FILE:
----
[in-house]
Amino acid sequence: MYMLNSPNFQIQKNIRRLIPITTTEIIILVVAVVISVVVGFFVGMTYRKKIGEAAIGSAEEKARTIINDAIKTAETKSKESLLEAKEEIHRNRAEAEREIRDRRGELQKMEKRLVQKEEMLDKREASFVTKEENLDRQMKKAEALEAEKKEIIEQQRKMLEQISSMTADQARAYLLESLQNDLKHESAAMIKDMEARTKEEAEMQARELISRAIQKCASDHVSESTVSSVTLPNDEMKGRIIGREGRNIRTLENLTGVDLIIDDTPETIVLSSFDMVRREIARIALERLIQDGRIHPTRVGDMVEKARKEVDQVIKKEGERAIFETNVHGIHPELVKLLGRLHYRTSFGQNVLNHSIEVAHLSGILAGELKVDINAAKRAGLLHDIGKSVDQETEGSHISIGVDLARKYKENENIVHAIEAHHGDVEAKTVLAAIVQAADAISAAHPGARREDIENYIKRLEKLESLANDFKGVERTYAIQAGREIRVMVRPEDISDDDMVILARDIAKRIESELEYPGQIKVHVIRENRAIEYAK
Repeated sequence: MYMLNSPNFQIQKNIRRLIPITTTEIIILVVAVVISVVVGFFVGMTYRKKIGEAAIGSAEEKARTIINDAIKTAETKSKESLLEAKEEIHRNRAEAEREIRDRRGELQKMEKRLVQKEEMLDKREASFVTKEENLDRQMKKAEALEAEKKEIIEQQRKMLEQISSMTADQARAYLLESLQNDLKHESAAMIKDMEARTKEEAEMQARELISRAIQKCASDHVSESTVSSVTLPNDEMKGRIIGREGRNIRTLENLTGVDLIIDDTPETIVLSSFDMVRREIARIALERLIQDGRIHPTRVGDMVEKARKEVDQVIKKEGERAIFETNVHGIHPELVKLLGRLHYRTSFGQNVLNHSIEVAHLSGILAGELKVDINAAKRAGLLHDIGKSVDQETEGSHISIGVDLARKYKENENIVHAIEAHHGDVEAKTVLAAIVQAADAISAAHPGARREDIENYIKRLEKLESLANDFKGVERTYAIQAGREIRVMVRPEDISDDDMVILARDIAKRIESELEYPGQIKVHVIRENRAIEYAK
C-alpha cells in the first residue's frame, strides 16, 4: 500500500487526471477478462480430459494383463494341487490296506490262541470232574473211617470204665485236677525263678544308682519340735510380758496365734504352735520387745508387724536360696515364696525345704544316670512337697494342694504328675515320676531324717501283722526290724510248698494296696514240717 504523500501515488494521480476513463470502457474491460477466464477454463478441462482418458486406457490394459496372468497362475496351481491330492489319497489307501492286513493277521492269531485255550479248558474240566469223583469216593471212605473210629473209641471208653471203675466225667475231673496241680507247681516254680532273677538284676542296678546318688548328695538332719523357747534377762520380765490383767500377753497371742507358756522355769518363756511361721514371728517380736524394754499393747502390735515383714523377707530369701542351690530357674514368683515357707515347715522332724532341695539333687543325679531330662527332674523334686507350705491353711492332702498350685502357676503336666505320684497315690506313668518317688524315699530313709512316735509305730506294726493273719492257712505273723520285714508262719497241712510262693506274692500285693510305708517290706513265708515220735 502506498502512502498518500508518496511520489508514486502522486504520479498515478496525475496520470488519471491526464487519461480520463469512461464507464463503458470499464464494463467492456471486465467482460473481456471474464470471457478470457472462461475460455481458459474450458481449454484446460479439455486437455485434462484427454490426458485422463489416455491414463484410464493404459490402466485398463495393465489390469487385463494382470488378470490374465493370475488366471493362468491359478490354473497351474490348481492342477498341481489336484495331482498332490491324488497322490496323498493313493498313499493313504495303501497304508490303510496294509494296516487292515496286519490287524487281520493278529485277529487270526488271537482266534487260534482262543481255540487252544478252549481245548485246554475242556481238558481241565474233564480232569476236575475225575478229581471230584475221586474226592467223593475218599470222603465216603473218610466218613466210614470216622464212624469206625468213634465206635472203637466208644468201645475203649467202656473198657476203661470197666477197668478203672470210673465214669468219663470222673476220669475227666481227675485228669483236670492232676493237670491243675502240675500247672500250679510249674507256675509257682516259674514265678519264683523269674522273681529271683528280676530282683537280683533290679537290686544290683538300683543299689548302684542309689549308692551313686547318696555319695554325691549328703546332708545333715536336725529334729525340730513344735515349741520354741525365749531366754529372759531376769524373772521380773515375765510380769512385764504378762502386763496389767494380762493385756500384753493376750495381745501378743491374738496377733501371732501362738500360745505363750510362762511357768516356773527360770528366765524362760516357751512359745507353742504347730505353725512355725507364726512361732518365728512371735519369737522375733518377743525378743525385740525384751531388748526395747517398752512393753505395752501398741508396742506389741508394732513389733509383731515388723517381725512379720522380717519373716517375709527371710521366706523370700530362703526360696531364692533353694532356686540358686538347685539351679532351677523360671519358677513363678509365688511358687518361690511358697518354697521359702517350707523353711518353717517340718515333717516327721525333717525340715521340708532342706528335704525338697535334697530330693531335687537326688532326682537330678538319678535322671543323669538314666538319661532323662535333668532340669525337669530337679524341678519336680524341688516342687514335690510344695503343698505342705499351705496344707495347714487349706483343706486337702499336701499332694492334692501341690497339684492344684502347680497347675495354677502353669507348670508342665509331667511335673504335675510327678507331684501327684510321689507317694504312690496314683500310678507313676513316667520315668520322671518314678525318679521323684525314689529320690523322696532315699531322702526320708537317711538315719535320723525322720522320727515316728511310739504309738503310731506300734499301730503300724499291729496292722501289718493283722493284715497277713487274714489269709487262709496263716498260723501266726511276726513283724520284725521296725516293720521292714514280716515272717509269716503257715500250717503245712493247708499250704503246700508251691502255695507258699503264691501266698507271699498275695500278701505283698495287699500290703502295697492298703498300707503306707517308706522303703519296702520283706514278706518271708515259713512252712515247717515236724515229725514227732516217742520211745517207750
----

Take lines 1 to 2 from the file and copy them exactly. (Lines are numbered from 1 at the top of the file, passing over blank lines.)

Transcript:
[in-house]
Amino acid sequence: MYMLNSPNFQIQKNIRRLIPITTTEIIILVVAVVISVVVGFFVGMTYRKKIGEAAIGSAEEKARTIINDAIKTAETKSKESLLEAKEEIHRNRAEAEREIRDRRGELQKMEKRLVQKEEMLDKREASFVTKEENLDRQMKKAEALEAEKKEIIEQQRKMLEQISSMTADQARAYLLESLQNDLKHESAAMIKDMEARTKEEAEMQARELISRAIQKCASDHVSESTVSSVTLPNDEMKGRIIGREGRNIRTLENLTGVDLIIDDTPETIVLSSFDMVRREIARIALERLIQDGRIHPTRVGDMVEKARKEVDQVIKKEGERAIFETNVHGIHPELVKLLGRLHYRTSFGQNVLNHSIEVAHLSGILAGELKVDINAAKRAGLLHDIGKSVDQETEGSHISIGVDLARKYKENENIVHAIEAHHGDVEAKTVLAAIVQAADAISAAHPGARREDIENYIKRLEKLESLANDFKGVERTYAIQAGREIRVMVRPEDISDDDMVILARDIAKRIESELEYPGQIKVHVIRENRAIEYAK